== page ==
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Ann Emerg Med. 2012 Sep;60(3):251-9. doi: 10.1016/j.annemergmed.2012.02.013. Epub 2012 Mar 15.

Rapid sequence intubation for pediatric emergency patients: higher frequency of failed attempts and adverse effects found by video review.

Author information

1
Division of Emergency Medicine, Cincinnati Children's Hospital Medical Center, OH, USA. benjamin.kerrey@cchmc.org

Abstract

STUDY OBJECTIVE:

Using video review, we seek to determine the frequencies of first-attempt success and adverse effects during rapid sequence intubation (RSI) in a large, tertiary care, pediatric emergency department (ED).

METHODS:

We conducted a retrospective study of children undergoing RSI in the ED of a pediatric institution. Data were collected from preexisting video and written records of care provided. The primary outcome was successful tracheal intubation on the first attempt at laryngoscopy. The secondary outcome was the occurrence of any adverse effect during RSI, including episodes of physiologic deterioration. We collected time data from the RSI process by using video review. We explored the association between physician type and first-attempt success.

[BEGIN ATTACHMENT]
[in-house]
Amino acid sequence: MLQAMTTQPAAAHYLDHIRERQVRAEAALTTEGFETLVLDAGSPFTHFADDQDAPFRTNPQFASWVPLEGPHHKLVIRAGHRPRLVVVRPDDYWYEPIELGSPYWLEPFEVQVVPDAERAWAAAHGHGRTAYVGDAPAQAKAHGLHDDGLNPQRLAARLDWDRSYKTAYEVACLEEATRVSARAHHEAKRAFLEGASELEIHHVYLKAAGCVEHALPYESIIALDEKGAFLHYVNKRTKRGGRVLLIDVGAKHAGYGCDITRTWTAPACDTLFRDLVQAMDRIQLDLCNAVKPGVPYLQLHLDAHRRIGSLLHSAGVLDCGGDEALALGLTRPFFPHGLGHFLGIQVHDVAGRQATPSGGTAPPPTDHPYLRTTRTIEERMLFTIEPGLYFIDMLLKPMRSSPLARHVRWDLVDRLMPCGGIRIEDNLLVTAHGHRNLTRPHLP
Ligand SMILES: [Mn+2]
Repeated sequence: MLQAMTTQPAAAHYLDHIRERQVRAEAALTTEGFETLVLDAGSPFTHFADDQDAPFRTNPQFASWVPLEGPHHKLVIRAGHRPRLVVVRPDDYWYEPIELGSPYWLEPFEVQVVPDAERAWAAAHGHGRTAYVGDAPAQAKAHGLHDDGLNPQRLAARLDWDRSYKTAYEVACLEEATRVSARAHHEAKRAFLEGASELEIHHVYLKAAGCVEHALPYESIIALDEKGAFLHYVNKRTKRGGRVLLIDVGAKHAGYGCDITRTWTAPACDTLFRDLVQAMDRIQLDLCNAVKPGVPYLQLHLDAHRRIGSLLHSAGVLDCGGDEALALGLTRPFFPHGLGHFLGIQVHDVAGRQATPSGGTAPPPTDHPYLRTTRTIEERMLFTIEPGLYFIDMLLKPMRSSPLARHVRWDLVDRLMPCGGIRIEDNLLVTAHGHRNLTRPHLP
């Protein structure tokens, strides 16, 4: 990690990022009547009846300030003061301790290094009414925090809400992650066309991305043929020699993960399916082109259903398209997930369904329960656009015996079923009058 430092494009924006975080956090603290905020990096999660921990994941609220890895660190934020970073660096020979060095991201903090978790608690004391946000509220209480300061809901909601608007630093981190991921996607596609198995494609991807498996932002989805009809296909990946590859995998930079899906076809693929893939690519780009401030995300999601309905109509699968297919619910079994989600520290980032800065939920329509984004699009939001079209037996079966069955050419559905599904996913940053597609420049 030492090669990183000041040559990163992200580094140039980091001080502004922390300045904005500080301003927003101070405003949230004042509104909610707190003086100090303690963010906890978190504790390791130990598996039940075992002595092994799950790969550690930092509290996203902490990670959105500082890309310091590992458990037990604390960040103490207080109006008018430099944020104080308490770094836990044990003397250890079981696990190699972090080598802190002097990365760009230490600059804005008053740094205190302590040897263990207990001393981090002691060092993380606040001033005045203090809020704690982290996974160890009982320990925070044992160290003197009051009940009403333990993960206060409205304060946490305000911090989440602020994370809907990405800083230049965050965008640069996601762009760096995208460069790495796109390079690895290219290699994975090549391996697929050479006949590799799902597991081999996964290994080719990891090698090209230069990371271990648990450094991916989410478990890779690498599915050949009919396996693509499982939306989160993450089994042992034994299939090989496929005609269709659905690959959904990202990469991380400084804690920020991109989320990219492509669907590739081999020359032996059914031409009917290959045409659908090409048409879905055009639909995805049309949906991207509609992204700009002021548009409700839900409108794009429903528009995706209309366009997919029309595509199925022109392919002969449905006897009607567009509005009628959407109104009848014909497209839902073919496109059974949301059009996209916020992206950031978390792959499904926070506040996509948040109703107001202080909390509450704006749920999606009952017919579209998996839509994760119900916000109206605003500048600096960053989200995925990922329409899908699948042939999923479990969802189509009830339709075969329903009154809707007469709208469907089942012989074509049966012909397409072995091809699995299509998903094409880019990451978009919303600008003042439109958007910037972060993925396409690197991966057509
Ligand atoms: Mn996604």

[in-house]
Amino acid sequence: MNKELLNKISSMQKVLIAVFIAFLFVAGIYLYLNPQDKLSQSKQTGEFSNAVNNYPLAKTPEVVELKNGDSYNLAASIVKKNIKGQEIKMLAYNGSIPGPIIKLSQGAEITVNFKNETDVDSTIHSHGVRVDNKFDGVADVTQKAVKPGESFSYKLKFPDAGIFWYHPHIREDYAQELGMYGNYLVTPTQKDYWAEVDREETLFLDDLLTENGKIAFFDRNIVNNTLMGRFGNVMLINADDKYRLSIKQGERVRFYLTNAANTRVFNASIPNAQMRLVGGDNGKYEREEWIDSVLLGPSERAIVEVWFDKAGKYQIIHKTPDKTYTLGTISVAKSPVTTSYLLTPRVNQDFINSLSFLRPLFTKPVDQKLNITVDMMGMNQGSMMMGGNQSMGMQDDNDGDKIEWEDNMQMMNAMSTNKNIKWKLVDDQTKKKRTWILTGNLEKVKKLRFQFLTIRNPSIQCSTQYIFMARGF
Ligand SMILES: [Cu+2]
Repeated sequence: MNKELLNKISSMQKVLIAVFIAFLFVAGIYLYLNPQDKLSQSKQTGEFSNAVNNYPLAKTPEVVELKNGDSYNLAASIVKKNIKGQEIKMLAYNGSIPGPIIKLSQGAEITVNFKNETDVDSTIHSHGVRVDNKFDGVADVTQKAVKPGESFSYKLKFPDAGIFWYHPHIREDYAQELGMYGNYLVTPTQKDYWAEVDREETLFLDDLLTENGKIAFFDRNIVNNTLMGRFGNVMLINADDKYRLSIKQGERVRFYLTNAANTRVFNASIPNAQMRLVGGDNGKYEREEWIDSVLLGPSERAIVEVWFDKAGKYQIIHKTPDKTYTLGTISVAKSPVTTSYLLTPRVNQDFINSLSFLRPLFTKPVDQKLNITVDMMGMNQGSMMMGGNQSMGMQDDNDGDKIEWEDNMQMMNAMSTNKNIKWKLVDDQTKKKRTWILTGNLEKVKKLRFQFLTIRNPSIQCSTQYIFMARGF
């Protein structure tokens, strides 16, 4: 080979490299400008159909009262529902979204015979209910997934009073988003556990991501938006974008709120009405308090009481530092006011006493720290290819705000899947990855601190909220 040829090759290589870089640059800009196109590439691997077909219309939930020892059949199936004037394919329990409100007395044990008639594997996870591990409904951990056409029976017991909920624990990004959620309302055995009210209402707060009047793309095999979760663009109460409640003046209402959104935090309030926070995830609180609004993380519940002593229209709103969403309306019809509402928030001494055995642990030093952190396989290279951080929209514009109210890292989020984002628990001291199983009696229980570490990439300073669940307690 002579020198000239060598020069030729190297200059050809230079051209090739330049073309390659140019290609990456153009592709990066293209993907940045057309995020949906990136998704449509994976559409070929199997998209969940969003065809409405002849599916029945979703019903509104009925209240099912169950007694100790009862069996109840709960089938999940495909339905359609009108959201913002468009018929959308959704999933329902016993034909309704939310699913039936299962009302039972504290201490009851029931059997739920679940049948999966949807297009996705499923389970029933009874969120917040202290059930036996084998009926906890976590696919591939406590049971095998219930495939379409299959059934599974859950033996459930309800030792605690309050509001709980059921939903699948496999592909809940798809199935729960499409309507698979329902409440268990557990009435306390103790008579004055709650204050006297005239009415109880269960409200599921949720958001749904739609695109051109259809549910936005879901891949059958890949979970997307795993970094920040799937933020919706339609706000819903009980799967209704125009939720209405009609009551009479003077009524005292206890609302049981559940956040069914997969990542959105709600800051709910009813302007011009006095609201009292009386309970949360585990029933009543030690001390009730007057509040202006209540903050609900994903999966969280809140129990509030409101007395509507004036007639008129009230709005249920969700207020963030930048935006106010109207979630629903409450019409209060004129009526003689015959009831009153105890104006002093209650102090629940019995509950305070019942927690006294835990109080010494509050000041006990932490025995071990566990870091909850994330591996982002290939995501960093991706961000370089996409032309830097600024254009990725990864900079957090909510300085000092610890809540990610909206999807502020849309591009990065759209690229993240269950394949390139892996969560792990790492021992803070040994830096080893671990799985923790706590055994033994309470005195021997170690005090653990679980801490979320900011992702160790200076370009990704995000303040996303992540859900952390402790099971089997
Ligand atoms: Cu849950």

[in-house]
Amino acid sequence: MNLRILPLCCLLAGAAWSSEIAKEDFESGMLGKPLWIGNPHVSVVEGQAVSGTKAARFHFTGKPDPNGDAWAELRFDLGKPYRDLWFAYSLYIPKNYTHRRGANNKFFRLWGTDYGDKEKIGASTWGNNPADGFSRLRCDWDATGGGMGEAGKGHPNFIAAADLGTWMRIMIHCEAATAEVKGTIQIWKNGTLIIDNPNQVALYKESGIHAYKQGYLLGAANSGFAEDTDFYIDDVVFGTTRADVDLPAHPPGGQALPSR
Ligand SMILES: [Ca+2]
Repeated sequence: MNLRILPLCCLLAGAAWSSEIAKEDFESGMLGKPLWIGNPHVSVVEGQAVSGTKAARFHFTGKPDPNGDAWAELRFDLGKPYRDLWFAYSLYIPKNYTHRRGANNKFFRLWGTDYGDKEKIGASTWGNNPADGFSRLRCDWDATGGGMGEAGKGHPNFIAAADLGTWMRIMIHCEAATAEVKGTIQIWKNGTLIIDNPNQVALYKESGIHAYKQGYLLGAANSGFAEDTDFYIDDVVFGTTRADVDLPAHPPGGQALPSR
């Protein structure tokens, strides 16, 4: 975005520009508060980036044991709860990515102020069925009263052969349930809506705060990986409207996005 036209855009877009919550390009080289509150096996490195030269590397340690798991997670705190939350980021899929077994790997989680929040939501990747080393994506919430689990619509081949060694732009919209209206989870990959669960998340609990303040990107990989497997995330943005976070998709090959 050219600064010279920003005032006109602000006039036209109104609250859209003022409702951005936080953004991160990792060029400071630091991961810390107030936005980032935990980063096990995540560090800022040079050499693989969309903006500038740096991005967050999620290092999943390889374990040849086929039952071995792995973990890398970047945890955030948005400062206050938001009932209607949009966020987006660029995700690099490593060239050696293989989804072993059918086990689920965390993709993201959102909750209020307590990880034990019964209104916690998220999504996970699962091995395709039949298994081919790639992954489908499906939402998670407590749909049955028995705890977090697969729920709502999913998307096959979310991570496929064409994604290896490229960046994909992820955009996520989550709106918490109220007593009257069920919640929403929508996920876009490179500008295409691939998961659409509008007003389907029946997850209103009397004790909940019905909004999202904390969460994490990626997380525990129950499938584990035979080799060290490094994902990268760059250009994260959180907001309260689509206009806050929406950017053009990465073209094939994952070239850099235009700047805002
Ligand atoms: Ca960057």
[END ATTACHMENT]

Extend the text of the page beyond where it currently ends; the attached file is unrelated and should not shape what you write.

RESULTS:

We obtained complete records for 114 of 123 (93%) children who underwent RSI in the ED during 12 months. Median age was 2.4 years, and 89 (78%) were medical resuscitations. Of the 114 subjects, 59 (52%) were tracheally intubated on the first attempt. Seventy subjects (61%) had 1 or more adverse effects during RSI; 38 (33%) experienced oxyhemoglobin desaturation and 2 required cardiopulmonary resuscitation after physiologic deterioration. Fewer adverse effects were documented in the written records than were observed on video review. The median time from induction through final endotracheal tube placement was 3 minutes. After adjusting for patient characteristics and illness severity, attending-level providers were 10 times more likely to be successful on the first attempt than all trainees combined.

CONCLUSION:

Video review of RSI revealed that first-attempt failure and adverse effects were much more common than previously reported for children in an ED.

PMID:
22424653
PMCID:
PMC3400706
DOI:
10.1016/j.annemergmed.2012.02.013
[Indexed for MEDLINE]
Free PMC Article

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